Locking eyes with a wild silverback mountain gorilla in the jungle of Central Africa has to be one of the planet’s best wildlife experiences. Nothing else quite comes close. If you love wildlife, this should be at the top of your bucket list.

I’ve been lucky enough to track mountain gorillas twice – once in Rwanda and once in Uganda. Each time was a magical experience, and I would definitely do it again, even though gorilla tracking is by no means a cheap adventure – permits cost $750 in Rwanda and $600 in Uganda, which allow you just one hour with these animals.

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Part of the adventure is the journey to reach the gorillas. There are only a few habituated gorilla groups in Rwanda and Uganda, and while the trackers don’t know where they are all of the time, they have a pretty good idea of the area each group is in. You arrive for your tracking experience in the morning at the entrance to the park – Volcanoes National Park, in the northwest of Rwanda, or Bwindi Impenetrable National Park in Uganda. After meeting up with your guide and trackers you head out into the forest to find the habituated group you’ve been allocated to. Both Volcanoes and Bwindi are particularly hilly, which means there’s a lot of climbing up and down steep, muddy slopes.

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In Rwanda, our group stuck to the trail, so the hiking was fairly easy. After about an hour or so, we reached our gorilla group. Bwindi was far more challenging. After walking on the hiking path for less than 30 minutes, the trackers led us off the path and into the dense jungle. The trackers and guides had to hack through the undergrowth with machetes, and in a few minutes  I was covered in sweat and mud streaks from falling on the slippery slope.

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All I could think about on both hikes was seeing the gorillas. In Rwanda, we had a bit of time to prepare ourselves, because the guides told us the group was just behind a clump of trees, but in Bwindi the gorillas surprised us by suddenly appearing in the trees above our heads. The hour that you get to spend with the gorillas, once you reach them, seems far too short. These peaceful animals are so human like, and you can’t stop drawing comparisons with people. It’s just incredible to watch them play with one another, swing through the trees, munch on leaves and stems and do roly polys on the floor. Contrary to what you might think, they’re not aggressive at all, and are not fussed about a group of humans ogling their every move. The most exciting moment of both tracking experiences came for me in Uganda, when a juvenile gorilla got up from her eating spot, and walked right towards me, brushing past my leg as she walked past to find some new leaves to eat. I’ll never forget the thrill of that touch!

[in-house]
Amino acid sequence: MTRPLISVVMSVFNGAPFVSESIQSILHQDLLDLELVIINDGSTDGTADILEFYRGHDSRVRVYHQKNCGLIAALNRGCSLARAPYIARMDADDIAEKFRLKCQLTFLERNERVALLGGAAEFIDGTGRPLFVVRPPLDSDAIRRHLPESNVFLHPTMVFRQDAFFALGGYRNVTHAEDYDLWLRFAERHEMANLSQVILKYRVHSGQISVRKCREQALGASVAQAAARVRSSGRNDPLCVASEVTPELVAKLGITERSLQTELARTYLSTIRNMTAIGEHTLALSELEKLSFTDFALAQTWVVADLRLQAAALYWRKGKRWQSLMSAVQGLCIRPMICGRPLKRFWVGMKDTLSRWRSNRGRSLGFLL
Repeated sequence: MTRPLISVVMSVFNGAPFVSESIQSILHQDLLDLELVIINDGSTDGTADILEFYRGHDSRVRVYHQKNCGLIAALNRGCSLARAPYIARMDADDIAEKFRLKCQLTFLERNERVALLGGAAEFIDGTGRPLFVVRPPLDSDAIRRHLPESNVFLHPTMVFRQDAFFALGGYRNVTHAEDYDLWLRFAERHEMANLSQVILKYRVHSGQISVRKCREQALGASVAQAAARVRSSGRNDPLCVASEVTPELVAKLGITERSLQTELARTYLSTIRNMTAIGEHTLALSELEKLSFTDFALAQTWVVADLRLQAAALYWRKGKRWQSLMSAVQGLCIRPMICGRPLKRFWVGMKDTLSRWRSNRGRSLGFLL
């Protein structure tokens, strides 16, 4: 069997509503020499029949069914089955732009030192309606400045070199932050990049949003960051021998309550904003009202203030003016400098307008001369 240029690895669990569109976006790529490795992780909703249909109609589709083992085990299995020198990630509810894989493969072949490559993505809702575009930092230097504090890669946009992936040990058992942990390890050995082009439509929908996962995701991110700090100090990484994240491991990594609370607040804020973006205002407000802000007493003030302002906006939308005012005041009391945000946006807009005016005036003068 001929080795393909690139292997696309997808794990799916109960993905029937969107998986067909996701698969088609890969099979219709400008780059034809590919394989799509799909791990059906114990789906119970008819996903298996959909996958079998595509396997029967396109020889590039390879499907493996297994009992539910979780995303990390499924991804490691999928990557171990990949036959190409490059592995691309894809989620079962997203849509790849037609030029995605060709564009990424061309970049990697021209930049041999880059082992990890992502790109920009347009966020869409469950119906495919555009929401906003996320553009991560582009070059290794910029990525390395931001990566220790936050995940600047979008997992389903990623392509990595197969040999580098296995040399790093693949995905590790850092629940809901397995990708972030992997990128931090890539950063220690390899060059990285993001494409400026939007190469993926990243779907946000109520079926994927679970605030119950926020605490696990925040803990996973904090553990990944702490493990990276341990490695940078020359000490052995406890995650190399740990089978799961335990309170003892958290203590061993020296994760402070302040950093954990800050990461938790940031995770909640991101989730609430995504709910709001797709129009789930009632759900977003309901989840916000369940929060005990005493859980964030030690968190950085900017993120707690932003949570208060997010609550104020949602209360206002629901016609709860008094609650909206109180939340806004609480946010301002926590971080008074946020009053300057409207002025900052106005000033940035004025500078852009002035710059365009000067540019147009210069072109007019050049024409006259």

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The best thing about mountain gorilla tracking was not even the adventurous tracking, or coming face-to-face with the gorillas, it was knowing that by being there and paying my permit, I was contributing to the survival of a severely endangered species. Thanks to tourism, gorilla numbers have been on the rise in recent years. The money from the permits goes towards upkeep of the parks, paying park rangers, preventing poaching and supporting community projects and many former poachers have turned to tourism instead of poaching. While seeing gorillas in the wild was amazing, the best part of the experience was the rewarding feeling of being able to help them survive in some small way.

Sarah Duff  is a freelance travel writer and photographer from South Africa whose assignments have taken her all over Africa. In the name of work she’s tracked mountain gorillas in Uganda and Rwanda, driven around Malawi and Mozambique in a Mini, trekked over sand dunes in the Namib Desert, sailed dhows around Lamu Island in Kenya, eaten her way around Mauritius, hiked into an active volcano on Reunion Island and explored the South African bush on foot. www.sarahduff.com

Miriam Chiazor

Miriam Chiazor

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Miriam is the cornerstone of content planning, fiercely dedicated to resolving the critical issues of the day. She loves a good challenge, thrives on deadlines, pressure and learning new things.
Miriam Chiazor
Miriam Chiazor
Miriam Chiazor

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